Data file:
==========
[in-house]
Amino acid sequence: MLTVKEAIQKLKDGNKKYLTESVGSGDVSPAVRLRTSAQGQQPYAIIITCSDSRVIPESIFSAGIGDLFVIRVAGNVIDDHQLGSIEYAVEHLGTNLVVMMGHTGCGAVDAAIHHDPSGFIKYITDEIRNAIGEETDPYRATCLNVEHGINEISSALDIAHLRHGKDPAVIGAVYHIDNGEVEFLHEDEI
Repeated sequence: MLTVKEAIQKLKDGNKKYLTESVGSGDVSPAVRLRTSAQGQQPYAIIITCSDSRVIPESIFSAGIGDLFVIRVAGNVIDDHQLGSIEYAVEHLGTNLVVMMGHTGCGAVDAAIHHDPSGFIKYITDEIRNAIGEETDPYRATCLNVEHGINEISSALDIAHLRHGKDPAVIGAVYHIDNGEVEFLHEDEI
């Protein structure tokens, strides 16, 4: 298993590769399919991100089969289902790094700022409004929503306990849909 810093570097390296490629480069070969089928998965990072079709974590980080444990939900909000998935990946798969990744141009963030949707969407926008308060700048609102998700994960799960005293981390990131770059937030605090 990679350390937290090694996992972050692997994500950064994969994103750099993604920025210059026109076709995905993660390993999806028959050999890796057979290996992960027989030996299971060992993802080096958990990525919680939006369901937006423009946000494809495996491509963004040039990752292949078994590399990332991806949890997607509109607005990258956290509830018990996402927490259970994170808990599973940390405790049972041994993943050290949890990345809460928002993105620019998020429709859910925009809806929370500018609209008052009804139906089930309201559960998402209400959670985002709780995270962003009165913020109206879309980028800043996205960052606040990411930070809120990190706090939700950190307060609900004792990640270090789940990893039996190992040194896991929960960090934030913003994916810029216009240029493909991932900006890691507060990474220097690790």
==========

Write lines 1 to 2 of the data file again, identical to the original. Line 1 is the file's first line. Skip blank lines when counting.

[in-house]
Amino acid sequence: MLTVKEAIQKLKDGNKKYLTESVGSGDVSPAVRLRTSAQGQQPYAIIITCSDSRVIPESIFSAGIGDLFVIRVAGNVIDDHQLGSIEYAVEHLGTNLVVMMGHTGCGAVDAAIHHDPSGFIKYITDEIRNAIGEETDPYRATCLNVEHGINEISSALDIAHLRHGKDPAVIGAVYHIDNGEVEFLHEDEI